A new study indicates that men with prostate cancer who get hormone therapy are at a much greater risk of depression.
A new study has found that older men who get testosterone-suppressing therapy for prostate cancer may be at a very high risk of developing depression.
The study, which examined 78,000 men who had been treated for early stage prostate cancer, found that 7 percent of those who got hormone-suppressing therapy became clinically depressed over the next few years — significantly higher than the typical rate of 5 percent, according to a Brigham and Women’s Hospital statement.
Dr. Paul Nguyen, the senior researcher on the project, said that the team took into account the severity of the cancer, his age, and his education, and the results still held. Also, the longer men were on this therapy, the greater their chances of depression.
Scientists aren’t quite sure why hormone therapy raises the depression risk, but it could be because reduced testerone levels have a direct effect on mood. However, it could be indirect effects, like sexual dysfunction and weight gain caused by the therapy.
Hormone therapy is often used to treat prostate tumors because testosterone typically feeds this cancer’s growth. However, studies like this show that doctors and patients have a lot to discuss before immediately jumping to this kind of treatment.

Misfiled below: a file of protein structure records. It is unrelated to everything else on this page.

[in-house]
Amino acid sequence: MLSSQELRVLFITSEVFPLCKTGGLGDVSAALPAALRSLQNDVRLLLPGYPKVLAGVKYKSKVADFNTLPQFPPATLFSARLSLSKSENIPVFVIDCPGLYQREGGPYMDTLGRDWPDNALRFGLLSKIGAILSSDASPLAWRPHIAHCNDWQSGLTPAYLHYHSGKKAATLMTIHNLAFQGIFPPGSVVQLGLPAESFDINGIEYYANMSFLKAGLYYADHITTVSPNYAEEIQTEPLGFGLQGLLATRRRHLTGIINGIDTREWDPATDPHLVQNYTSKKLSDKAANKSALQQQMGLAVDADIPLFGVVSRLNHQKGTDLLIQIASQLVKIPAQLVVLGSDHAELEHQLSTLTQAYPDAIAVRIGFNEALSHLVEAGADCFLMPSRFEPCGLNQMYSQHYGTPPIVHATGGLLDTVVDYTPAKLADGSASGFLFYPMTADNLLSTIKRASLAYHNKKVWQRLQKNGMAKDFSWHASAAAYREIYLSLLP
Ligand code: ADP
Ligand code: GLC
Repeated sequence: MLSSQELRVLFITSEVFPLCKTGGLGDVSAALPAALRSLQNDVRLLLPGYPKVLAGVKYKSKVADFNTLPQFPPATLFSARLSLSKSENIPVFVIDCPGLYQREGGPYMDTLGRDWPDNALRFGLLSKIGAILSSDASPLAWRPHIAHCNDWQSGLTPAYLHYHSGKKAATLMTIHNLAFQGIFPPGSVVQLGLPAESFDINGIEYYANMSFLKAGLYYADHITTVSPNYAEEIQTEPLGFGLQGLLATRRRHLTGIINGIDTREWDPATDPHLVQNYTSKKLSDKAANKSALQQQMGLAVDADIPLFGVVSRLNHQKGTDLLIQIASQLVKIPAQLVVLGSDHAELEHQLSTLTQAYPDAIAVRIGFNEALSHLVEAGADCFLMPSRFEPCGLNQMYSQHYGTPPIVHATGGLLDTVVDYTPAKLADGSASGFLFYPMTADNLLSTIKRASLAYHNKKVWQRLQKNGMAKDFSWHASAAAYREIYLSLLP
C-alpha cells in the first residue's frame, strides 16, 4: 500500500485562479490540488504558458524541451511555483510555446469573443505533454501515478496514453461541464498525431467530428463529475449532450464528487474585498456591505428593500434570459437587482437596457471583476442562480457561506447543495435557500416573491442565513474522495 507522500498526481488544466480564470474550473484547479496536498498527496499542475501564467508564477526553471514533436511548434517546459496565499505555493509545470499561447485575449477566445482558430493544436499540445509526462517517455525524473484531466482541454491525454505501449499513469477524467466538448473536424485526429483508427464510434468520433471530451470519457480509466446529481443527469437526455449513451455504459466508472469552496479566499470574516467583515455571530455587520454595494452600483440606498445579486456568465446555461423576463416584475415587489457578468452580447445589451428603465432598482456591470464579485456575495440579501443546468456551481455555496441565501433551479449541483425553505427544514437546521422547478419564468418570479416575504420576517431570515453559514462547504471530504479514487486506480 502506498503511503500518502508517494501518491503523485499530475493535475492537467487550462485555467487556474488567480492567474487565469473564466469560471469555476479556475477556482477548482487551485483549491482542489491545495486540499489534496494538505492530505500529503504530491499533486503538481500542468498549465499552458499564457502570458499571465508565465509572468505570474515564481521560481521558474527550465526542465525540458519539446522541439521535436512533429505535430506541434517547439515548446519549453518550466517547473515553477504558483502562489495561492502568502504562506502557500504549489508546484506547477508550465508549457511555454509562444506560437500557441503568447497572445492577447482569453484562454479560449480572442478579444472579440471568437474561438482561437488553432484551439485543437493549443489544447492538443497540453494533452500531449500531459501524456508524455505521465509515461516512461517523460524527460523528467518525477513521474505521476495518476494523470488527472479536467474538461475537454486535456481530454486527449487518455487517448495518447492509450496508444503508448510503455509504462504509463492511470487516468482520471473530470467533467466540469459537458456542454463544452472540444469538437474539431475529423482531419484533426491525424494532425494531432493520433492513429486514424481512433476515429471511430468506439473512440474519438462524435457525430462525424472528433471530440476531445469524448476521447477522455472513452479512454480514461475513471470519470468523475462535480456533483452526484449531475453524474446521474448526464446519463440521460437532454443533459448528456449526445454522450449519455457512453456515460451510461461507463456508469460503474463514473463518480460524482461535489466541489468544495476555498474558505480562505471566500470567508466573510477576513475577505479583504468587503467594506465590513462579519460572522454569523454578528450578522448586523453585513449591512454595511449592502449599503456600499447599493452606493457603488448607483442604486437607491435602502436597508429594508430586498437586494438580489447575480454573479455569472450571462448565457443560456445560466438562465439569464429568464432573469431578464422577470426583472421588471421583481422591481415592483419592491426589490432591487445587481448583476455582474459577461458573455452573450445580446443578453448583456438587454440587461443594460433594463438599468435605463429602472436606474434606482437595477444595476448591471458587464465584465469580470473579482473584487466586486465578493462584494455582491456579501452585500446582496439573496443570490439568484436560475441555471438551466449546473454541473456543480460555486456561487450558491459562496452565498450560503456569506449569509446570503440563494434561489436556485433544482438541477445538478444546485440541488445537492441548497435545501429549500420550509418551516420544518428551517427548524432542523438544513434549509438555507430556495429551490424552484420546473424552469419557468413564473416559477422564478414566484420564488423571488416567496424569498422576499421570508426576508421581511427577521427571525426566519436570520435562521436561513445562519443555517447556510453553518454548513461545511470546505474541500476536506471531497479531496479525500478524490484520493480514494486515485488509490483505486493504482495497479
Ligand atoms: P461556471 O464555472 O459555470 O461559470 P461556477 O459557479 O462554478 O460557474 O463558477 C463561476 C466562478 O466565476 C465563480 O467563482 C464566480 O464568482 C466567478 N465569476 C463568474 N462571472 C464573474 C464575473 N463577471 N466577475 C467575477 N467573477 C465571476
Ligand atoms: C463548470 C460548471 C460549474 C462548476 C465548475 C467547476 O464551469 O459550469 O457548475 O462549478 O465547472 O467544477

“We know that patients on hormone therapy often experience decreased sexual function, weight gain and have less energy – many factors that could lead to depression. After taking a deeper look, we discovered a significant association between men being treated with ADT for PCa and depression,” Nguyen said in the statement. “This is a completely under-recognized phenomenon. Around 50,000 men are treated with this therapy each year. It’s important not only for patients to know the potential side effects of the drugs they’re taking, but also for the physicians to be aware of this risk in order to recognize signs of depression in these patients and refer them for appropriate care.”